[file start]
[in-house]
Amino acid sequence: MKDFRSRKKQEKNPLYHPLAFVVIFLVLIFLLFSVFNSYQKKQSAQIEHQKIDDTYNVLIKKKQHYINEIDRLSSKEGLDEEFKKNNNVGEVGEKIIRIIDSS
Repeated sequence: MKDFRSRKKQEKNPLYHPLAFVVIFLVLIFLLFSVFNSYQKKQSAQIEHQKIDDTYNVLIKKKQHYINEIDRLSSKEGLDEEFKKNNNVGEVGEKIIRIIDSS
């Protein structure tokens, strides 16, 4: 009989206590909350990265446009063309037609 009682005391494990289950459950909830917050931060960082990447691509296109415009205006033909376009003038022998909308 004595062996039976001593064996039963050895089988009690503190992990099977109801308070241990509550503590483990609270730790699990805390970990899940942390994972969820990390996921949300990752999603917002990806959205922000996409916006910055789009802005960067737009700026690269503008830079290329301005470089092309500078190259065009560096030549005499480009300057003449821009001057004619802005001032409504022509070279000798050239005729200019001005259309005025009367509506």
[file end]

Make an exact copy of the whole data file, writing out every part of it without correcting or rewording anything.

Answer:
[in-house]
Amino acid sequence: MKDFRSRKKQEKNPLYHPLAFVVIFLVLIFLLFSVFNSYQKKQSAQIEHQKIDDTYNVLIKKKQHYINEIDRLSSKEGLDEEFKKNNNVGEVGEKIIRIIDSS
Repeated sequence: MKDFRSRKKQEKNPLYHPLAFVVIFLVLIFLLFSVFNSYQKKQSAQIEHQKIDDTYNVLIKKKQHYINEIDRLSSKEGLDEEFKKNNNVGEVGEKIIRIIDSS
């Protein structure tokens, strides 16, 4: 009989206590909350990265446009063309037609 009682005391494990289950459950909830917050931060960082990447691509296109415009205006033909376009003038022998909308 004595062996039976001593064996039963050895089988009690503190992990099977109801308070241990509550503590483990609270730790699990805390970990899940942390994972969820990390996921949300990752999603917002990806959205922000996409916006910055789009802005960067737009700026690269503008830079290329301005470089092309500078190259065009560096030549005499480009300057003449821009001057004619802005001032409504022509070279000798050239005729200019001005259309005025009367509506």